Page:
The plan right from the start was for the sequences to have a continuous flow, as if they were shot in one take. This was worked out early on with Framestore Pre-Production Services (FPS), planning carefully how the camera would gracefully move from one scene to the next and accelerate timeframes in order to move the narrative forward. ‘I had storyboarded and edited all the sequences, but things really opened up when FPS came on board,’ comments Spendloff. ‘It was great figuring out with them how to get from one set up to another in interesting and fluid ways.’
Multiple scenes were seamlessly blended to create the illusion of one long take, and with lighting and depth of field being just as important as the camera and character performances, effects were added even at this early stage.
Getting in and out of the sequences from live action was also a key consideration, and David E. Talbert was keen for the team to come up with interesting ways to achieve this. A fun but tricky challenge, the team wanted the audience to be drawn in by the magic of the sequences. So while multiple transitions are present in the sequences, each was unique with cuts hidden as the camera moved through scenes in a way that created a seamless and continuous flow of action.
The sequences had to do some heavy lifting narratively, one in particular being a mini movie in itself; covering a 20 year span and featuring some major moments in the lives of the Jangles family. When discussing this sequence with David, it was clear to Ian that it needed a big emotional response from the audience because it contained huge character motivations seen throughout the rest of the film. ‘We needed to make sure we got the right performance out of our wooden cast so we had to find the right balance between the mechanical nature of our world, and the need to empathise and feel for the characters,’ he commented.
The rules and narratively-driven discussions resulted in an automation style of animation that Ross Burgess, Framestore’s Animation Supervisor on the project hasn’t seen done in CG before. The team had to make sure that every movement was considered and justified by the mechanics of the tiny world. Commented Burgess;, ‘The reason this style worked was it gave the impression that the characters were wooden objects moving as a result of mechanisms like tiny cogs or wire as opposed to being living characters with motivations and brains.’
As well as their movements, the team also had to work out the best way for the characters to emote because the established rules for the world meant that they couldn’t simply animate faces to express an emotion.‘There were some strong and nuanced emotions to represent in these sequences. It was a challenge to effectively communicate that with wooden figures. Instead we found creative ways to cut between digital models with different facial expressions in order to play out the emotional scenes,’ explains Johannes Sambs.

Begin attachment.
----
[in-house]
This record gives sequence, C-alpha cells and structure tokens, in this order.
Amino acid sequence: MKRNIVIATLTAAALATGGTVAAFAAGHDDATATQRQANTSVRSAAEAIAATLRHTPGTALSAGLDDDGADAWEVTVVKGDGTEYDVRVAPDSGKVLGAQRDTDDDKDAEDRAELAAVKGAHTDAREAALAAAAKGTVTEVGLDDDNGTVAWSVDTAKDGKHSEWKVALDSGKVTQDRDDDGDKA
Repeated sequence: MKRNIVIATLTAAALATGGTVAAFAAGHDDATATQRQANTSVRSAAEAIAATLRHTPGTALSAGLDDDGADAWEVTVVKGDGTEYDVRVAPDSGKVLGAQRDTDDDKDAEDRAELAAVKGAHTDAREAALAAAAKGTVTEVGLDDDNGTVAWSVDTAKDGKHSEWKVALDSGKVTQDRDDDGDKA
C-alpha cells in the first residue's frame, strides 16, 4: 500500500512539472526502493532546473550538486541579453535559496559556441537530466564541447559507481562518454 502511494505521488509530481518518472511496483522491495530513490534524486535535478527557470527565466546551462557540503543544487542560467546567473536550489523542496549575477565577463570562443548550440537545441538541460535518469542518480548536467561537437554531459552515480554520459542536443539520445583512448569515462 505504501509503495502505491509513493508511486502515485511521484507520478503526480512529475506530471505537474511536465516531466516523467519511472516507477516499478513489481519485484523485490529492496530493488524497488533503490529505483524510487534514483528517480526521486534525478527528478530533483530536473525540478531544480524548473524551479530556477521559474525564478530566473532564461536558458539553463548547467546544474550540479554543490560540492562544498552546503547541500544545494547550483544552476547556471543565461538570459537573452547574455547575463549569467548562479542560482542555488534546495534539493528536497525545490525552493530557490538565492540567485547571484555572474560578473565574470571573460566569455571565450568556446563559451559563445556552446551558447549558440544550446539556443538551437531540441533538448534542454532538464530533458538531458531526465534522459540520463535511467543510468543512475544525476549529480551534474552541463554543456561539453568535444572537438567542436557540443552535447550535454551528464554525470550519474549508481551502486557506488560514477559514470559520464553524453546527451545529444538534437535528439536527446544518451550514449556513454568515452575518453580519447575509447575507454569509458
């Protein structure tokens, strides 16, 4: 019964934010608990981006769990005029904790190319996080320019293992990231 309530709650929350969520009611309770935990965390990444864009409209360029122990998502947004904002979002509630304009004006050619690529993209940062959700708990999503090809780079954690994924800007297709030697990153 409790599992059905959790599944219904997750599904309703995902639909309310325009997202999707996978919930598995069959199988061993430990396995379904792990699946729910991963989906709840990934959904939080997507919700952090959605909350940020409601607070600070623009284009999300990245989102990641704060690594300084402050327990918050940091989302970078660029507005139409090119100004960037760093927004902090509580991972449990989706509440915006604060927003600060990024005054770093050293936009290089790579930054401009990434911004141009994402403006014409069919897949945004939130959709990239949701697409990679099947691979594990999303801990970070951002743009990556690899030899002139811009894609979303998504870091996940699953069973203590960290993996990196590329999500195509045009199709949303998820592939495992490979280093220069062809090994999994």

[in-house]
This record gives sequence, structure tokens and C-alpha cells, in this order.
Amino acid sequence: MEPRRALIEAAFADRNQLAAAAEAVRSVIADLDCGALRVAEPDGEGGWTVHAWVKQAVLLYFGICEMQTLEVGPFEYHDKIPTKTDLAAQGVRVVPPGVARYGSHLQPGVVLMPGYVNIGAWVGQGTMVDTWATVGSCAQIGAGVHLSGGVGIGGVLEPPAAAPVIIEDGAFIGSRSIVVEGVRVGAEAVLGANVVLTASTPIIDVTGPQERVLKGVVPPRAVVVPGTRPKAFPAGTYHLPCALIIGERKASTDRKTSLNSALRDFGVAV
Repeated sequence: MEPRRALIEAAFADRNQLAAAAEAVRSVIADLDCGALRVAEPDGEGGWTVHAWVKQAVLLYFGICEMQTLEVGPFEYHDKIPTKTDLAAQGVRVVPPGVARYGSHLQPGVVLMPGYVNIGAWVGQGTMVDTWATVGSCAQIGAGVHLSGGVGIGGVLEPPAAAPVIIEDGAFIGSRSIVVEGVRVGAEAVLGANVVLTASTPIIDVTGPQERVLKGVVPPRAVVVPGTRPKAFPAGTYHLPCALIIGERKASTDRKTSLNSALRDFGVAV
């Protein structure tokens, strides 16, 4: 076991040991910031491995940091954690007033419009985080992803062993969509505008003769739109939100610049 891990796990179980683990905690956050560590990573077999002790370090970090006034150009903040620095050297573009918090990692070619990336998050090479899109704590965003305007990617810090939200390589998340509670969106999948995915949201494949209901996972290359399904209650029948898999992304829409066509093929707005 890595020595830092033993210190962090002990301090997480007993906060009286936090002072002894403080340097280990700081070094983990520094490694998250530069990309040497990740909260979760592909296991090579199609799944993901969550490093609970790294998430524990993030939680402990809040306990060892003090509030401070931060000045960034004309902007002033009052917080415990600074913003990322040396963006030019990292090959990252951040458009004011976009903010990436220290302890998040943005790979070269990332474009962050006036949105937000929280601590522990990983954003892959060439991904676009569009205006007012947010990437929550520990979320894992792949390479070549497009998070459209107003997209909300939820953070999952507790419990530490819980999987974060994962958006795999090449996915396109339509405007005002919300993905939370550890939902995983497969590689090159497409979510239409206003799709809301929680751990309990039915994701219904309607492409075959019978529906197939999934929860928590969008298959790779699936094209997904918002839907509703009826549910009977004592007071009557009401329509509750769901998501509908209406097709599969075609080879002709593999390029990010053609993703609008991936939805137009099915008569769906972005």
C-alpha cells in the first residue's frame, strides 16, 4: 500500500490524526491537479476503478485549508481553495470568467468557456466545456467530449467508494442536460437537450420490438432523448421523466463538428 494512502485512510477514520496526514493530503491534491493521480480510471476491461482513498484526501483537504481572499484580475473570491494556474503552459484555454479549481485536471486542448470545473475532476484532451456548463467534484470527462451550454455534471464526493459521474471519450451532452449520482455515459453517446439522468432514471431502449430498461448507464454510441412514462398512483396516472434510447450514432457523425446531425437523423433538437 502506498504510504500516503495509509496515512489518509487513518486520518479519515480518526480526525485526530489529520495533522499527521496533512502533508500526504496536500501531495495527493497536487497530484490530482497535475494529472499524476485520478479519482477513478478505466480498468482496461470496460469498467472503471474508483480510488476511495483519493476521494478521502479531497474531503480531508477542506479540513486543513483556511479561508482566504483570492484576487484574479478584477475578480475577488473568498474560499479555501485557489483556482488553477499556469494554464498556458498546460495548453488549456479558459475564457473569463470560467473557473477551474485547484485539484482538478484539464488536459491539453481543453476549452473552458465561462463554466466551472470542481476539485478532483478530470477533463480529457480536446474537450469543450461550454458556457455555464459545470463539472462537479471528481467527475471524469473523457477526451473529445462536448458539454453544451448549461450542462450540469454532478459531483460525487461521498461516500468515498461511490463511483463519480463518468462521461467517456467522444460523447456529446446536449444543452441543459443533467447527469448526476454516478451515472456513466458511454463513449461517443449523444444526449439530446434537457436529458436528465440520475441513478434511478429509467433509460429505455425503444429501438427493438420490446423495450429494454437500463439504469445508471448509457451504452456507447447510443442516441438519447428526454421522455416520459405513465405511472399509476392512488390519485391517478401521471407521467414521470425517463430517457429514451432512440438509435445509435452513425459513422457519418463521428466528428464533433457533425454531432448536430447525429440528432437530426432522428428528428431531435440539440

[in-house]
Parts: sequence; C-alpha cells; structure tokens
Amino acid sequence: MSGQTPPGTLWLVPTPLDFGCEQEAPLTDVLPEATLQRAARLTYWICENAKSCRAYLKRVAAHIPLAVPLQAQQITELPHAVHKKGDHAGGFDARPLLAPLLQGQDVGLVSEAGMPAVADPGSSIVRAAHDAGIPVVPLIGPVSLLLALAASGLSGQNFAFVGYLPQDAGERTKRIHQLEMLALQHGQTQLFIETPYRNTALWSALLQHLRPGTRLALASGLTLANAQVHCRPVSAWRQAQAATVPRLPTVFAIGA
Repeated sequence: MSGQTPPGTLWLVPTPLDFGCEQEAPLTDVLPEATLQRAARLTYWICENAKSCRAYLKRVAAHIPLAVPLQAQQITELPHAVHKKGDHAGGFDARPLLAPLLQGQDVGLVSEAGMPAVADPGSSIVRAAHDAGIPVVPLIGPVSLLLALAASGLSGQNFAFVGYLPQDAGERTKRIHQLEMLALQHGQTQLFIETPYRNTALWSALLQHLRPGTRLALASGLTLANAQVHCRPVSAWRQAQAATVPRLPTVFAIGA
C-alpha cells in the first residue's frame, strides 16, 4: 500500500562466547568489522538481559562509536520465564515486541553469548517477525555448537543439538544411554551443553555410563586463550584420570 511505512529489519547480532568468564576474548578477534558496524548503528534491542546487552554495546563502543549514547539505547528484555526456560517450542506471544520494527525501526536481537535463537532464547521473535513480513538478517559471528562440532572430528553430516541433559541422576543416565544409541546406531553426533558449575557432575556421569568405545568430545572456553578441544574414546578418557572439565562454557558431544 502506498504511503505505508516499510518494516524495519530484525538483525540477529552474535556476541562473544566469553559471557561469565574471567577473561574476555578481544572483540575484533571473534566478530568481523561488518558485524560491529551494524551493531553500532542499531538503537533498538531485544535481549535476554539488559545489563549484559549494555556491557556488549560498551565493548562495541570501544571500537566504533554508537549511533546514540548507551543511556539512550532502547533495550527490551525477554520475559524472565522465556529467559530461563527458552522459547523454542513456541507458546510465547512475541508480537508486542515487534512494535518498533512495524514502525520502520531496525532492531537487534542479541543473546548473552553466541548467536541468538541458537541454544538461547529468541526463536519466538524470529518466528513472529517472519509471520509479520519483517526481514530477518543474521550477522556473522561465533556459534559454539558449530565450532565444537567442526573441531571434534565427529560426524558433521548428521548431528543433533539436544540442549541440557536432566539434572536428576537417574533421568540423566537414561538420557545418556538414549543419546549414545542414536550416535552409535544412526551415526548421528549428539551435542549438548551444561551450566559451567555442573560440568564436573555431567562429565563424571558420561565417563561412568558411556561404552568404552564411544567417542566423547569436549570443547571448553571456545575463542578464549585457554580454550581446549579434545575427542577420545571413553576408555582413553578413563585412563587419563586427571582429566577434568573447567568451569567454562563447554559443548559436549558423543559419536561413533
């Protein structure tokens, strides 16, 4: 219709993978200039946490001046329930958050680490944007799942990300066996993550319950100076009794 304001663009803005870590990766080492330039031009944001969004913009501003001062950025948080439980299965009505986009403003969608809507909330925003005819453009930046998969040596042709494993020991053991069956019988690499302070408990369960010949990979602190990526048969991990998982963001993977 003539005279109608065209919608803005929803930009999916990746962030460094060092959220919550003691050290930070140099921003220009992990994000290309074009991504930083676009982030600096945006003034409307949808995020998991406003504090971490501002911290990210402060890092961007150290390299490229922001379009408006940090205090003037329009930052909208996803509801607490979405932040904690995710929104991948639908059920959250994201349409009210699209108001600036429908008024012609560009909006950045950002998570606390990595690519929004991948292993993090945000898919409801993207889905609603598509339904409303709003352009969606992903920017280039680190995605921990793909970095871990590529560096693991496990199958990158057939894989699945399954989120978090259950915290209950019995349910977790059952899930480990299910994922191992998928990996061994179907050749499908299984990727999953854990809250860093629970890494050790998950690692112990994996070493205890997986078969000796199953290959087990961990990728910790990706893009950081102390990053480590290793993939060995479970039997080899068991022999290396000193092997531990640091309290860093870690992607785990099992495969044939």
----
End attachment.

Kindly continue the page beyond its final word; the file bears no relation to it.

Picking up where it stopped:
Titles & Closing Credits
Alongside the storybook sequences, the team also designed and animated the films opening logo intro, and created two and a half more minutes of 4K, full CG closing credits, a part of the project they were really passionate about. Ian Spendloff came up with an epilogue which shows what happens to the family after the events of the film, using the little wooden cast. ‘It’s another short film itself, and a fun way to wrap up the film,’ added Ian.
Again, FPS handled the previs for this sequence and Tim Jenkinson led the incredibly fast turnaround for both title sequences, all of which was lit, rendered and comped in just three weeks.
‘It was a really nice way to both showcase the characters, props and the world we had lovingly created and even do more with them,’ recalls Tim. ‘The film’s main character Journey for example, only has a tiny part in the storybook sequences. But here she gets to have her moment and interact with the rest of the characters. It was a great way to end both the film and the project.’
Over 18-months the team created nearly eight minutes of full CG in 4K which features 250 CG assets; 21 3D characters, 59 2D characters and 170 different props and environments.
‘David’s vision for this film is unique and we loved getting into the mindset of that and helping to bring it to life. We had a great relationship with David and his whole production team, and greatly appreciated their trust and confidence in us’ concluded Johannes Sambs. ‘What we’ve created is something that’s as technically-impressive as it is visually captivating.’
A huge thank you to all the team at Framestore that brought these sequences to life
Read how FPS created a faster and more efficient process for the sequences’ creation
As well as the CG sequences, Framestore also delivered the animation and VFX for film's main live action narrative.
Read about the digital character animation and the world-building visuals
Feature Film - Sequence
Best Title Sequence
Theatrical: Brand & Film Identity Main Title category
British Animation Awards